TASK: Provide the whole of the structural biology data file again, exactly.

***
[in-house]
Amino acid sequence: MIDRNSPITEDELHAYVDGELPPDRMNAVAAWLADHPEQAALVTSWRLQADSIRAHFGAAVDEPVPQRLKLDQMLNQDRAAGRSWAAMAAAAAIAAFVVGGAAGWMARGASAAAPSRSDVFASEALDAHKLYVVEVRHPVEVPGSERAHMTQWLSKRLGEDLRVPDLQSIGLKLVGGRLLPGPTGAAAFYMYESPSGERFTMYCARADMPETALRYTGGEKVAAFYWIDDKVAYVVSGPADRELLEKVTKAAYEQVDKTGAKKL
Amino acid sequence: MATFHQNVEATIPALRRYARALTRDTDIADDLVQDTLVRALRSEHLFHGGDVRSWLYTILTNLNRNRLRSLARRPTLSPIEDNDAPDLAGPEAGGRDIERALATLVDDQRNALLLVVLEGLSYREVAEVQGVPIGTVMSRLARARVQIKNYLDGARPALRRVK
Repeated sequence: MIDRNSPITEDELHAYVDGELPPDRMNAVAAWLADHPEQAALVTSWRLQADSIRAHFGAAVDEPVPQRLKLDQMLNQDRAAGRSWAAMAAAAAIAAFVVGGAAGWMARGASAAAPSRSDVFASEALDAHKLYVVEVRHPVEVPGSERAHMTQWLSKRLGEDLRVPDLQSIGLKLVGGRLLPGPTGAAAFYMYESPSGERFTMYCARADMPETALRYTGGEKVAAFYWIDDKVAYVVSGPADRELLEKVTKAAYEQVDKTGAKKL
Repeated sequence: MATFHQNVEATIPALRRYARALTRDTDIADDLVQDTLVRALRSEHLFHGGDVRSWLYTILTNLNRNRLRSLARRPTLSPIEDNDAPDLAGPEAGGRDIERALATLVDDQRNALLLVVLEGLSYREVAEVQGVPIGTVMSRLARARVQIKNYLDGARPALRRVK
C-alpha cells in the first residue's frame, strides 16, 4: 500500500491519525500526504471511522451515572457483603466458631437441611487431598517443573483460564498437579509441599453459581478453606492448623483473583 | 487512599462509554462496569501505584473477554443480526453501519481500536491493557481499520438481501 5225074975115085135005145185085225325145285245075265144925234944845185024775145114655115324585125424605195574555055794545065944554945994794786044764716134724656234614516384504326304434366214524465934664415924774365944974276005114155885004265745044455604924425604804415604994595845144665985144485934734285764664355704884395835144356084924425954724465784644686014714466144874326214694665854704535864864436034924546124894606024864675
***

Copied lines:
[in-house]
Amino acid sequence: MIDRNSPITEDELHAYVDGELPPDRMNAVAAWLADHPEQAALVTSWRLQADSIRAHFGAAVDEPVPQRLKLDQMLNQDRAAGRSWAAMAAAAAIAAFVVGGAAGWMARGASAAAPSRSDVFASEALDAHKLYVVEVRHPVEVPGSERAHMTQWLSKRLGEDLRVPDLQSIGLKLVGGRLLPGPTGAAAFYMYESPSGERFTMYCARADMPETALRYTGGEKVAAFYWIDDKVAYVVSGPADRELLEKVTKAAYEQVDKTGAKKL
Amino acid sequence: MATFHQNVEATIPALRRYARALTRDTDIADDLVQDTLVRALRSEHLFHGGDVRSWLYTILTNLNRNRLRSLARRPTLSPIEDNDAPDLAGPEAGGRDIERALATLVDDQRNALLLVVLEGLSYREVAEVQGVPIGTVMSRLARARVQIKNYLDGARPALRRVK
Repeated sequence: MIDRNSPITEDELHAYVDGELPPDRMNAVAAWLADHPEQAALVTSWRLQADSIRAHFGAAVDEPVPQRLKLDQMLNQDRAAGRSWAAMAAAAAIAAFVVGGAAGWMARGASAAAPSRSDVFASEALDAHKLYVVEVRHPVEVPGSERAHMTQWLSKRLGEDLRVPDLQSIGLKLVGGRLLPGPTGAAAFYMYESPSGERFTMYCARADMPETALRYTGGEKVAAFYWIDDKVAYVVSGPADRELLEKVTKAAYEQVDKTGAKKL
Repeated sequence: MATFHQNVEATIPALRRYARALTRDTDIADDLVQDTLVRALRSEHLFHGGDVRSWLYTILTNLNRNRLRSLARRPTLSPIEDNDAPDLAGPEAGGRDIERALATLVDDQRNALLLVVLEGLSYREVAEVQGVPIGTVMSRLARARVQIKNYLDGARPALRRVK
C-alpha cells in the first residue's frame, strides 16, 4: 500500500491519525500526504471511522451515572457483603466458631437441611487431598517443573483460564498437579509441599453459581478453606492448623483473583 | 487512599462509554462496569501505584473477554443480526453501519481500536491493557481499520438481501 5225074975115085135005145185085225325145285245075265144925234944845185024775145114655115324585125424605195574555055794545065944554945994794786044764716134724656234614516384504326304434366214524465934664415924774365944974276005114155885004265745044455604924425604804415604994595845144665985144485934734285764664355704884395835144356084924425954724465784644686014714466144874326214694665854704535864864436034924546124894606024864675